I’ve written about a number of failed projects (see the Project Failure link at the top of this blog). There is a common thread across all of them. Lack of clear requirements. It is the lack of clarity that is the key point.
The US Census devices had “thousands” of “unreconciled” requirements, the Sydney Opera House had an attractive picture, but no hard factual underpinnings for how the design could ever work, the FBI’s virtual case file project were “ill defined and evolved as the project progressed” and during the H1N1 vaccine project the scope of work changed materially. All of the projects I’ve just described failed.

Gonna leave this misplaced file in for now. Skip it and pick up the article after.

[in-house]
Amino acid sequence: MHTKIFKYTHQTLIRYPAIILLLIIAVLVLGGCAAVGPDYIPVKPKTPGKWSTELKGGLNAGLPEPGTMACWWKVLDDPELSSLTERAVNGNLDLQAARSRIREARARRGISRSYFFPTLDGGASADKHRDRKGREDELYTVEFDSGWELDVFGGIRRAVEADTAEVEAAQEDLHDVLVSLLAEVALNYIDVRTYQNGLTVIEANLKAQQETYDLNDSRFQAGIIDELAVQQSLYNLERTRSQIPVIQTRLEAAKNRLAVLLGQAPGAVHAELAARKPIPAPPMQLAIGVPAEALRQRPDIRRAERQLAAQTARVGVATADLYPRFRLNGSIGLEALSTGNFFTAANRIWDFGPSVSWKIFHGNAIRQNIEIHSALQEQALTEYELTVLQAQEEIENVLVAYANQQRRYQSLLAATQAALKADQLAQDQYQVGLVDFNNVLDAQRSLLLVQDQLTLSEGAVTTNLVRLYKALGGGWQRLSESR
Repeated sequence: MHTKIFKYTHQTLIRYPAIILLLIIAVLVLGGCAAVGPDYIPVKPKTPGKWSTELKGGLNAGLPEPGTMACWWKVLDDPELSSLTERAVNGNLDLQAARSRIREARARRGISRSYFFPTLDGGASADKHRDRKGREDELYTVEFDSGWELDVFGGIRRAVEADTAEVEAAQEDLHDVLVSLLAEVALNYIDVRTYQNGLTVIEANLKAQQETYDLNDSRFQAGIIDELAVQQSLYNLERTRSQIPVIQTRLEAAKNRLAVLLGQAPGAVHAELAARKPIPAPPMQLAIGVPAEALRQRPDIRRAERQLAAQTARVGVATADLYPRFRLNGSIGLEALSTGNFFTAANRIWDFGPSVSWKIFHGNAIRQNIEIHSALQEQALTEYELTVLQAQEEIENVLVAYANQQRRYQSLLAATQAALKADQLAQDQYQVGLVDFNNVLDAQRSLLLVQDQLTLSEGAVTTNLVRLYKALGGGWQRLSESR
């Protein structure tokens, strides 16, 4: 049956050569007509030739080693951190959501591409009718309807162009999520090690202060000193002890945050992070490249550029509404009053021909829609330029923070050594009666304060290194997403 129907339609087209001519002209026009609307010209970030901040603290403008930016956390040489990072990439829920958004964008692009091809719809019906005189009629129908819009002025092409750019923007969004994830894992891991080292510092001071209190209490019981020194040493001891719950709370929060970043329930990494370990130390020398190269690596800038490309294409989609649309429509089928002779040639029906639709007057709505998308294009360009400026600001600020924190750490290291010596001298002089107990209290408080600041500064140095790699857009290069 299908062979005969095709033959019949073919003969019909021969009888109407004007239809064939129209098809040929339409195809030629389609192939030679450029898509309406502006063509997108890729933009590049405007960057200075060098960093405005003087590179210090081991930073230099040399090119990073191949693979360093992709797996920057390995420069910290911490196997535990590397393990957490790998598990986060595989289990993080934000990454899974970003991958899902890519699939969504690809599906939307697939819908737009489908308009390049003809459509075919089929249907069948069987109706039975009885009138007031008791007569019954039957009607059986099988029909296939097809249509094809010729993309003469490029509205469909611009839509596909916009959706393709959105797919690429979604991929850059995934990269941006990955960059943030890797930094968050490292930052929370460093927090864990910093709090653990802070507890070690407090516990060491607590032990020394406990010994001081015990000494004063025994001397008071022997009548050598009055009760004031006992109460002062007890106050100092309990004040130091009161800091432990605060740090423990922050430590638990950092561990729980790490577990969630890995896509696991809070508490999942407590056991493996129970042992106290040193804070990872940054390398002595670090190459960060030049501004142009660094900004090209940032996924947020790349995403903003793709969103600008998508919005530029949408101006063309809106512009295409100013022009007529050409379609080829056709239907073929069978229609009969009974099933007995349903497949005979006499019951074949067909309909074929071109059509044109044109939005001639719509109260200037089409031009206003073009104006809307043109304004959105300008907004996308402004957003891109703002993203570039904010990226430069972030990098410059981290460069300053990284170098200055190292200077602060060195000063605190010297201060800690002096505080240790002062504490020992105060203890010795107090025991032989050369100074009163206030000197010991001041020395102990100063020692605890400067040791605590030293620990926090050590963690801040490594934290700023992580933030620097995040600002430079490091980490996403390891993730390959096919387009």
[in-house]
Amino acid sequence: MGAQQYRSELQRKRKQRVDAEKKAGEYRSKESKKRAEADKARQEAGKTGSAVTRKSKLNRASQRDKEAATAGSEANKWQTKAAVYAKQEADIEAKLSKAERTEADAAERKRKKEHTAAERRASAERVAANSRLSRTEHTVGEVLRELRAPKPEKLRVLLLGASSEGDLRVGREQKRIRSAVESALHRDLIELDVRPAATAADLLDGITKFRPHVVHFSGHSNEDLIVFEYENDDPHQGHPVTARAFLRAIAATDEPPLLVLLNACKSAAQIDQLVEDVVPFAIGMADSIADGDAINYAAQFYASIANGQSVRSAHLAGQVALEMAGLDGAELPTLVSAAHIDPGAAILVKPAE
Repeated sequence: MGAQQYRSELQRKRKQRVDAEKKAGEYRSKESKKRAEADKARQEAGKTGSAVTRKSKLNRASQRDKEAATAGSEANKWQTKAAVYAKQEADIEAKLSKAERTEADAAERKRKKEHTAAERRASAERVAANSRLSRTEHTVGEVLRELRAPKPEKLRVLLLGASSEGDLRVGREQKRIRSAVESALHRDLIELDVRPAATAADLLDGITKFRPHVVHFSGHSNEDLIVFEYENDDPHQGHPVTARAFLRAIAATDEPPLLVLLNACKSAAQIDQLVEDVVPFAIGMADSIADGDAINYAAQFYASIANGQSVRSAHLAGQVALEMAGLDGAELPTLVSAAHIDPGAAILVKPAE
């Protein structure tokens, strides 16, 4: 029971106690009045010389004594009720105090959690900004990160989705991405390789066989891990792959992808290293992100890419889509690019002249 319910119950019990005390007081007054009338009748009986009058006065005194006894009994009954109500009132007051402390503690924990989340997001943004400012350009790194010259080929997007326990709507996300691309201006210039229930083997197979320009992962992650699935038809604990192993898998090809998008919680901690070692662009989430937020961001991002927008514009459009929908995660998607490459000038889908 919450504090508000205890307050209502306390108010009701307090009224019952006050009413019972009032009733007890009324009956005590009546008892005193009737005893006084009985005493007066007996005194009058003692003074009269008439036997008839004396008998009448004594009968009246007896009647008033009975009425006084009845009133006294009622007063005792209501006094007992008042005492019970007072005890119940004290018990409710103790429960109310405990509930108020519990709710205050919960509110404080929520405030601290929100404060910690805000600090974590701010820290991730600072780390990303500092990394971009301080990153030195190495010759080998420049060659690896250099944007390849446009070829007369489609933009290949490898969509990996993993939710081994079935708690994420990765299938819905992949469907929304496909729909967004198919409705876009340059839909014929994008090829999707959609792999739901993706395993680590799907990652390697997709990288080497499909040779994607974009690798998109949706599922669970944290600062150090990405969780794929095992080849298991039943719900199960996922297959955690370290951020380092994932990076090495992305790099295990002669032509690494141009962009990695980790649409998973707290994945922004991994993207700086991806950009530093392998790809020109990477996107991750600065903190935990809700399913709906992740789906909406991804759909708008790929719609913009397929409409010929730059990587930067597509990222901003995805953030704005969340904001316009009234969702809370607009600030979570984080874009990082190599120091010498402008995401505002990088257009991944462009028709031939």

Now this is a short post, so I won’t detail strategies for project success, but it does seem that a sure fire way to fail is to have vague, changing or conflicting requirements. Interestingly, bad estimates don’t lead to massive delays, vague requirements do. Equally, poor budgeting may not cause massive cost overruns, vague requirements do.
Of course, to run a successful project you need to succeed in a host of areas. It’s not just about the triple constraint of cost, schedules and resources. You need to get the people and communications aspects right too, but to fail you only need to keep the requirements vague.